[wp-hackers] List etiquette

Roy Schestowitz r at schestowitz.com
Fri Apr 21 00:21:00 GMT 2006

___/ On Thu 20 Apr 2006 20:33:17 BST, [ Matt Mullenweg ] wrote : \___

> Elliotte Harold wrote:
>> I disagree. Security by obscurity is at best 1 out of 2. Because you 
>> posted the proof of concept I was able to analyze it, understand it, 
>> and figure out how to protect myself against the attack despite a 
>> huge amount of misinformation that continues to be thrown around on 
>> this list. If you hadn't posted the proof of concept, I still 
>> wouldn't understand exactly what the problem is or how to prevent it.
> Yes, but the main responsibility of developers is not to Elliotte 
> Harold. Your selfish interests do not coincide with the WP community.

I think this reply is a bit harsh (phrasing that was chosen in haste is
probable), but I tend to agree with the general idea. Protecting oneself
based on a description is something that only a puny userbase cares for, to
say the least.

> I also missed your patch on Trac.
> Publishing line-by-line exploits or details about security 
> vulnerabilities when we do a release would help crackers far more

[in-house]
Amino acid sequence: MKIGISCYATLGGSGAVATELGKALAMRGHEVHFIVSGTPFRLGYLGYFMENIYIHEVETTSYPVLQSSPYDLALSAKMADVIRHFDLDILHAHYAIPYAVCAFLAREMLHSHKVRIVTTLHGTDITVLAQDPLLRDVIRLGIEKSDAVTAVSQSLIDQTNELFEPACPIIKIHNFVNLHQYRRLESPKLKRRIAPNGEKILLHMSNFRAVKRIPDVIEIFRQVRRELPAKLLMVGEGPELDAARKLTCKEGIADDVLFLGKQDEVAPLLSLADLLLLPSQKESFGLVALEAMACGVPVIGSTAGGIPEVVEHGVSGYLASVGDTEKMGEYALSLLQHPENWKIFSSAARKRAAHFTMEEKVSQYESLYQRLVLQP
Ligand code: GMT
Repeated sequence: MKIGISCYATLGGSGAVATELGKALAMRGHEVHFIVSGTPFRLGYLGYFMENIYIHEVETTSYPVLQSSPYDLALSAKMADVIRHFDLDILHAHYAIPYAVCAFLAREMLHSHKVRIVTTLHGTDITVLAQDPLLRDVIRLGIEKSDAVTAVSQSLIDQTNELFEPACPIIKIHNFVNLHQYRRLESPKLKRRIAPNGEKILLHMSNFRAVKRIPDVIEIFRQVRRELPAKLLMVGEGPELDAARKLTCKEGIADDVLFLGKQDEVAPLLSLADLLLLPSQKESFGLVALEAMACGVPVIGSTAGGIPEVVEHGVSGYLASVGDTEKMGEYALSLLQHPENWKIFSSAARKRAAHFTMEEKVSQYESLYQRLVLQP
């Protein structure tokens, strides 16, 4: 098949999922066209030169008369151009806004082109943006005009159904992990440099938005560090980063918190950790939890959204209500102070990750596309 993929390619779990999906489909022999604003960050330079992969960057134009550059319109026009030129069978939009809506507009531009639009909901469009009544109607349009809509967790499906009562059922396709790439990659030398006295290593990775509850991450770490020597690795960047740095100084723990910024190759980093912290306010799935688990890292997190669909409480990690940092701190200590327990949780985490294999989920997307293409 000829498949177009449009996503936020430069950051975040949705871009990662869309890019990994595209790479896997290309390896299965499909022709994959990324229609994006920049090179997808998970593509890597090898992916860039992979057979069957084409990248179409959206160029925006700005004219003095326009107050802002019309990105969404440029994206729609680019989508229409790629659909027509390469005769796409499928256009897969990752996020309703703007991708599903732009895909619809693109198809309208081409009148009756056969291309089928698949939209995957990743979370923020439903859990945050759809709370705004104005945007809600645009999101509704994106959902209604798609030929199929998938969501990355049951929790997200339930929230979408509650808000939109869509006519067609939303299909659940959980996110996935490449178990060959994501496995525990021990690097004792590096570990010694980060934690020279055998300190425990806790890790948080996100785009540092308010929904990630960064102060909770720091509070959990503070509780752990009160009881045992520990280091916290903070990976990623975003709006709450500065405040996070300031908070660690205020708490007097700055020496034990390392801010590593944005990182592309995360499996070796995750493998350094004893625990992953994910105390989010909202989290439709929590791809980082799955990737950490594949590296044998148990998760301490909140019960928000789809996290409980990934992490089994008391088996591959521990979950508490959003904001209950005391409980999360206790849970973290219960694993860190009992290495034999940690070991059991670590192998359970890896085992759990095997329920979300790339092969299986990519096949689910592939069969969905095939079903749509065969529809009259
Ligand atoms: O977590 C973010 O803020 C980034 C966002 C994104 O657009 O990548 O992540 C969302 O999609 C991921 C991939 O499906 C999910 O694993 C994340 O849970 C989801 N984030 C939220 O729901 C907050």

> than our general user base, which is overwhelmingly non-technical. We 
> get flak about it, but frankly I care far more about our non-savvy 
> and more vulnerable users than security-blinded idealists.

People aspire to get some merit for discovering bugs and reporting them. By
making reports non-public and offering no bounty, you are likely to deter
the required behaviour. Look at them vulnerabilities that are auctioned in
eBay. I am not suggesting that Autommatic should reveal its pocket.

> This is not "security by obscurity," our source code, SVN diffs, and 
> Trac tickets are entirely public, it's just common sense of trying to 
> help your users more than script kiddies.

Security can also be attained by excess and 'noise'. Trac would be hard to
follow and script kiddies won't bother.

> Firefox has a very similar approach.

It does, but let's not pretend that WordPress is on par with Firefox, or
even Apache (pertaining to a previous discussion/rant sparked by Skippy).

Best wishes,


Roy S. Schestowitz
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